Dec. 17. 6. Order by direction of the Lords of the Treasury to the Comrs for managing the duties on stamped vellum; authorizing the receivers to pay such incidents as the Comrs should appoint; provided such payments be reasonable for their Lordships to allow. Dated 17 Dec. 1694. 1 page.
Dec. 17. 7. Presentment by the Comrs of Customs to the Lords of the Treasury, in respect to the right claimed by the East India Company of having aliens' goods imported under their permission, which was disputed by the Comrs; the latter alleging that the owners of the goods ought not to have the allowance of time or discount; but should pay their customs down as other merchants did. Dated 17 Dec 1694.
Accompanied by copy of the opinion of Sir John Somers, late Attorney-General, on a similar case, and extracts from the charter to the East India Company, dated 3 April 1661, and from letters patent of 28 Sept. 1694. 5 pages and 2 halves.
Dec. 18. 8. Letter of George Plater to the Lords of the Treasury, stating that, by Sir Tho. Lawrence who lately sailed for England, he had sent to Willm. Blaithwaite, Esq., Auditor General of America, “a state of their Majesties' revenue” for the support of the government of the province of Maryland, together with copies of the vouchers for the payments made; the greatest part of the revenue was paid to Governor Copley before the writer's appointment as receiver of the district of Puttuxant came to hand; the Governor died within a fortnight after the arrival of the last fleet from England. After his death his Excellency Sir Edmund Andross, Knt., by virtue of a commission in cases of vacancies, claimed a right to the Government and was admitted Governor, &c. Dated Puttuxant, Maryland, 18 Dec. 1694. 1 page and 3 lines.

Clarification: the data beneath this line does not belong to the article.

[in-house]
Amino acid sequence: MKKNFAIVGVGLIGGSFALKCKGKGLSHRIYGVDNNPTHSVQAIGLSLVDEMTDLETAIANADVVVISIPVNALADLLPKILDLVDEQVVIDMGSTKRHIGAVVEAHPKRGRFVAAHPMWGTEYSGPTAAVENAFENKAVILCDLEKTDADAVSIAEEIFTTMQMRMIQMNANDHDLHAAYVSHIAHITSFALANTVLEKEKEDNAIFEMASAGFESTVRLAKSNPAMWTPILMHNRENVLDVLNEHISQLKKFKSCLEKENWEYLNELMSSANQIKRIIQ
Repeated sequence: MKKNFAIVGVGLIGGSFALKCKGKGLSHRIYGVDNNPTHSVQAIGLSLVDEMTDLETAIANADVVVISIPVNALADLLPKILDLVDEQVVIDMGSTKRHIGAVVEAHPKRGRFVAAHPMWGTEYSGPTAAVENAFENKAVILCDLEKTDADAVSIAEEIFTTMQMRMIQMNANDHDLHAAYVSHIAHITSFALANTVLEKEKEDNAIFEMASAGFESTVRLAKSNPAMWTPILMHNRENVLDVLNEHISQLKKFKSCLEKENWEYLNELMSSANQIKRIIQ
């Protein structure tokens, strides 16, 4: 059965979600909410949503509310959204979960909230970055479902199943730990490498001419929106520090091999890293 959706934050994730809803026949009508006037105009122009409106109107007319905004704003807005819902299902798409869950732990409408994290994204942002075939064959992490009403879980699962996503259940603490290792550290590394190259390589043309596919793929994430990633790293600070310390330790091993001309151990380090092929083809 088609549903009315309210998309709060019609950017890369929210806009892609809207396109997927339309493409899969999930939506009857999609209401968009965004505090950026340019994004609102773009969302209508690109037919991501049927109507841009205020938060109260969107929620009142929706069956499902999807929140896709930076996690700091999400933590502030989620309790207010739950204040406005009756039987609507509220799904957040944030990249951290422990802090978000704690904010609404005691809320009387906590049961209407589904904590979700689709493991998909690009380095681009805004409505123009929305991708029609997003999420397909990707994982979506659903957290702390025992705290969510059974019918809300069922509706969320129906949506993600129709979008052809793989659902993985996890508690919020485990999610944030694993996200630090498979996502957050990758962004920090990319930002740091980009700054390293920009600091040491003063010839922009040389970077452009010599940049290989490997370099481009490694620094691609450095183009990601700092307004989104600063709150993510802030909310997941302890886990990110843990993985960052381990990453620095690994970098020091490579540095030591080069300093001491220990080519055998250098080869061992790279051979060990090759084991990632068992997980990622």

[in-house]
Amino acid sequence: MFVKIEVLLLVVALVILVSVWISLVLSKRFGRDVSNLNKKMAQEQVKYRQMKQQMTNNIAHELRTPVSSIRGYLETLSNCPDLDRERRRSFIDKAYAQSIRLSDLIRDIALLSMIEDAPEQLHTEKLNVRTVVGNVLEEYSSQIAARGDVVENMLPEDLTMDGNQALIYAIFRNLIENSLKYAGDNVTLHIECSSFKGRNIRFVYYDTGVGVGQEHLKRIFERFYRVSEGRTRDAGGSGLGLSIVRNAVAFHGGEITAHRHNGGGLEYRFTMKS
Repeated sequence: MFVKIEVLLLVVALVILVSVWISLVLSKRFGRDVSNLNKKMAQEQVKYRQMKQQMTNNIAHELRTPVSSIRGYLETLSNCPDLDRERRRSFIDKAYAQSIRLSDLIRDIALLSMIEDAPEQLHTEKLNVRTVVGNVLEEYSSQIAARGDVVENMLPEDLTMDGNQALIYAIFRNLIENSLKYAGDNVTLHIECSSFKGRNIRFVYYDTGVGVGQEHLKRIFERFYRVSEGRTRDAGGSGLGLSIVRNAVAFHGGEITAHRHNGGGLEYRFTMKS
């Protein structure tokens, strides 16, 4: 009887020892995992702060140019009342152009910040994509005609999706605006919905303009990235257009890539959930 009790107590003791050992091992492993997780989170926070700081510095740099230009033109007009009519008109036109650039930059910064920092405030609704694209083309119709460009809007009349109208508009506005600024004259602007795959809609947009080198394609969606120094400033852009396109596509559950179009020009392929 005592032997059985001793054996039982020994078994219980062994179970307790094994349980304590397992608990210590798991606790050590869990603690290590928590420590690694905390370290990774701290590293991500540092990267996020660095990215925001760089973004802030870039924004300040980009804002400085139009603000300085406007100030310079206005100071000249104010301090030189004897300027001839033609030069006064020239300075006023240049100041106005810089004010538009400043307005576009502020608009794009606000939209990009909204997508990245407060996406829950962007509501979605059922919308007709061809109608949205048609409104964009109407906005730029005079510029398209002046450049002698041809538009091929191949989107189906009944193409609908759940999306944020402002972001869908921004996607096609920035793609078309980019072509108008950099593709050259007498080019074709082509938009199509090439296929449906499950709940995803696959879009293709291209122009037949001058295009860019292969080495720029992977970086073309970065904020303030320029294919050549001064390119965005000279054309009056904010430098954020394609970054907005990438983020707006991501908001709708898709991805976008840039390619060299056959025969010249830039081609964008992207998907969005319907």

Dec. 18. 9. Letter of John Sansom to Henry Guy, Esq., Secretary to the Lords of the Treasury, asking that a report of the Board of Customs, dated 24 July, might be sent, which was made on the petition of David De Barry, concerning a parcel of cossayes or calicoes shipped, together with the papers therewith, in order that debentures might be made out for the quantities of pieces mentioned. Dated 18 Dec. 1694.
Accompanied by the papers. 6 pages.
Dec. 18. 10. Memorial of Col. Lillingston to the Lords of the Treasury (1), for an order for money to clothe himself and the officers of his regiment: minuted, “Rejected.” (2), for 250l. for Capt. Jarvace Lillingston (who went as major to the detachment) as part of his arrears due as captain in Col. Gustavus Hamilton's regiment: “Rejected.” (3), for three months' subsistence paid short on the Martinico expedition: “Rejected.” (4), for a stock of shoes, stockings, shirts, &c. to be delivered as occasion required: minuted, “Agreed to, so as the necessaries to be bought, be putt into the comissaries hands, and not the colonell's agents.”